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This section was submitted by Gary Olsen Thanks, Gary!

The following pictures, while small, show the basic steps to building thin shell latex concrete hyperbolic parabaloids. Thanks to George Nez for generously sharing his knowledge and innovations in this simple process. For slightly larger photos and a little more explanation you can visit the following site: ________ . For enough detail to do it yourself buy George's book: ________

Additional Photos

Rigid Frame

A rigid frame is essential. The inset photo is a scale model showing the basic structure. The model shows ½ of the roof. Each half-roof is 2 hypars connected along one edge. Each half-roof is narrow enough to fit on a truck without special traffic accommodations. Extra diagonal braces have been added in the full size roof framing. Each strut is a 2x6 topped with a 2x4 (T-shaped). Each corner has a plywood gusset. The two halves will be joined together and lifted onto posts.

Attach the Stucco Mesh

A wooden frame allows using a staple gun to attach the netting. The lacing is started in the lower corner. One hypar is laced at a time. The first strip of nylon stucco mesh is pulled taut partly overlapping onto the fascia (not too tight). The second strip starts in the same corner and runs in the other direction. Strips alternate to the top with care being taken to avoid wrinkles or sags.

Apply Concrete Slurry

A slurry of acrylic admix plus Portland cement is first painted on the fascia and then dumped through the hole at the top and a plastic bristle broom is used to spread it over the surface. The underside is brushed and more slurry added as needed to insure the mesh is completely immersed in the slurry.

Many Shapes are Possible

Hypars can be connected to form many shapes. The top photo shows a smaller example using EMT tubing and welding the frame. The mesh was self-adhesive, and contact cement was used on the struts. The bottom left photo shows small models made with a thin film by Peter Payne. Each of the three green shapes is actually 6 connected hypars. The bottom right photo shows Peter and Ela finishing a bamboo and drywall mesh tape 6 sided hypar.

Cylindrical Hypars

These photos are cylindrical thin shell concrete hypars. Drywall mesh tape and contact cement were used to hold the mesh to the hoops. The lacing is similar to warped plane hypars. The waist is tighter on the top hypar because the lacing angle was greater. The bottom hypar is being used as a 55 gallon water container. It is made with 2 hula hoops and a roll or drywall mesh tape.

Questions and answers

The "netting " is stucco mesh? Can you use anything else?
Window screen works. G. Nez had natives sew linen from rice bags into strips and that worked too. His book describes a process for testing the strength of the material to calculate how many layers to hold the cement. With stucco mesh, even one layer would be strong enough.

What is an approx recipe for the concrete slurry?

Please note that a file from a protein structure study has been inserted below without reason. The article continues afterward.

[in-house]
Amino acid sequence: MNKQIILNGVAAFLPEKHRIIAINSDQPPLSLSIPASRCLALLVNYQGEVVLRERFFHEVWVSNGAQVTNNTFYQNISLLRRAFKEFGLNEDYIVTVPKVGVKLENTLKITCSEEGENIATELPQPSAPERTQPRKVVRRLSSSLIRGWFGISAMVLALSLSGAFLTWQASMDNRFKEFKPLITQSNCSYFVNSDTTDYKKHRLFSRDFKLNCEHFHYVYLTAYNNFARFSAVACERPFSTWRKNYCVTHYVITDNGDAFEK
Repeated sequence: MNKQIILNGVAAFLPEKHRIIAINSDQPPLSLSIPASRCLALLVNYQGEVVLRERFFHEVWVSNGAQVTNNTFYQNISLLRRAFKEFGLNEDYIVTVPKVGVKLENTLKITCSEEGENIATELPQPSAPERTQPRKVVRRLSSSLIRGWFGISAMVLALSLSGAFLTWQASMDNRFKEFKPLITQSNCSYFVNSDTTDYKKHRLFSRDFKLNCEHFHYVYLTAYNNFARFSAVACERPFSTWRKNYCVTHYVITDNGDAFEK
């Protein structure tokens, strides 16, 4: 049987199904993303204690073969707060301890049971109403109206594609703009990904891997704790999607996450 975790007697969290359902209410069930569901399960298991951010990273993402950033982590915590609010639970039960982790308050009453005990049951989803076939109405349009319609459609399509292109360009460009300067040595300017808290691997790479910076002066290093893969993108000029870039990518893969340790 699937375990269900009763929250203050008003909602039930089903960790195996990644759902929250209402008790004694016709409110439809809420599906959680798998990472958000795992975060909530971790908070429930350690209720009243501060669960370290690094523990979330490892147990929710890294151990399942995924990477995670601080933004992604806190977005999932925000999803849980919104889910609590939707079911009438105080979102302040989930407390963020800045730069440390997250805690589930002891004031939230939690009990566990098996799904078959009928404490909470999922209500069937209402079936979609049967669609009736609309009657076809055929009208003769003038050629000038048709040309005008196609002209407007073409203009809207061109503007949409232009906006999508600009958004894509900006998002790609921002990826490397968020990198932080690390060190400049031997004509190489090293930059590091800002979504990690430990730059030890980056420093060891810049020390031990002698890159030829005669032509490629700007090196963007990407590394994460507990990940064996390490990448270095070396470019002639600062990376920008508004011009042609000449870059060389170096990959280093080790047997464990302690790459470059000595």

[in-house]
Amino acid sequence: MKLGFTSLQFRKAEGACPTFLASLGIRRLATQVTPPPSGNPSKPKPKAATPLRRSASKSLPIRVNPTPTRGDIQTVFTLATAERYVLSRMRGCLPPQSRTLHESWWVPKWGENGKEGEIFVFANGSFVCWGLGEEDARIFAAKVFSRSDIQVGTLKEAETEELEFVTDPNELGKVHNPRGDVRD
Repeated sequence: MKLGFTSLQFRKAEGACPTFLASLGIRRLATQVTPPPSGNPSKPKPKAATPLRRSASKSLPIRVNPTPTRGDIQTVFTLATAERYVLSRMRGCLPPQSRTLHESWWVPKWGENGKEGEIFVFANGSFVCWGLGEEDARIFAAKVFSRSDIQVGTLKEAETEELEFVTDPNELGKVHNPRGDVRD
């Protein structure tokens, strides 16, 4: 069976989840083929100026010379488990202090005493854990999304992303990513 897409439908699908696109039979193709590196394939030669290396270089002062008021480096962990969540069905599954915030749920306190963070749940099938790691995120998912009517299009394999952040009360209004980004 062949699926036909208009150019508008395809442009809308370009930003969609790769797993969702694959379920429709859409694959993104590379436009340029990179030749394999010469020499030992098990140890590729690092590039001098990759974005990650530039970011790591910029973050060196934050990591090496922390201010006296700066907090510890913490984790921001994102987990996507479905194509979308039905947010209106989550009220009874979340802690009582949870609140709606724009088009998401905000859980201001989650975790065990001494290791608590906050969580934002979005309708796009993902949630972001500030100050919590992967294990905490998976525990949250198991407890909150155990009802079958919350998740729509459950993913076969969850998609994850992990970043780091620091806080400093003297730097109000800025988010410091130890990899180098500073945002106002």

Enough acrylic to make it brushable. If there is too much Portland, the mix won't brush. If it's too soupy, it drips through. George says you must have 10-15% acrylic to Portland. The stuff we used was 25% in the container. So that's just over 2 pounds per gallon of acrylic mix. So one gallon of acrylic per 20-30 pounds of portland.

So you need somebody inside the form when dumping on the slurry?
No. But, this is partly dependent on the weave of whatever you use. At Loraine I used a pretty open weave mesh - I don't remember the numbers, but I increased the overlap so the slurry would get caught up in the mesh. You broom the top first. Then the underside. If the slurry is the right consistency, you get a cottage cheese look below. Brushing it out is important to remove air pockets and get good penetration. It's messy though. George wore a plastic grocery bag as a disposable hat.

You can end up with a desirable rough texture on the inside surface?

Once I have the hypar concrete membrane glued to 2X4's--how do I deal with it--how do I get it off the boards and onto the roof?
George stapled the mesh to the frame. In his design, the frame is part of the final assembly. It makes a square fascia, and a surface for a gutter, and support for a ceiling/attic space. The frame also provides surfaces to mount the shell on posts. There is some belief that the hypar would be structural without the frame, but no-one has tried that yet. I wanted to at Loraine this year but I didn’t have a chance. George transported the two halves on a flat bead, connected them on site, and had a crane lift it from the top of posts. His system for lifting it by hand uses several people to lift one corner, and someone else slides a pallet or 3 under the corner. His whole concept is done without electricity or power equipment.

If I use a metal frame I can't staple--so how do I attach mesh/netting?
If you use non-adhesive backed fabric, you can use contact cement on the frame and the fabric. The adhesives on drywall mesh tape and adhesive backed stucco mesh are compatible with contact cement so you only need to put the glue on the frame.


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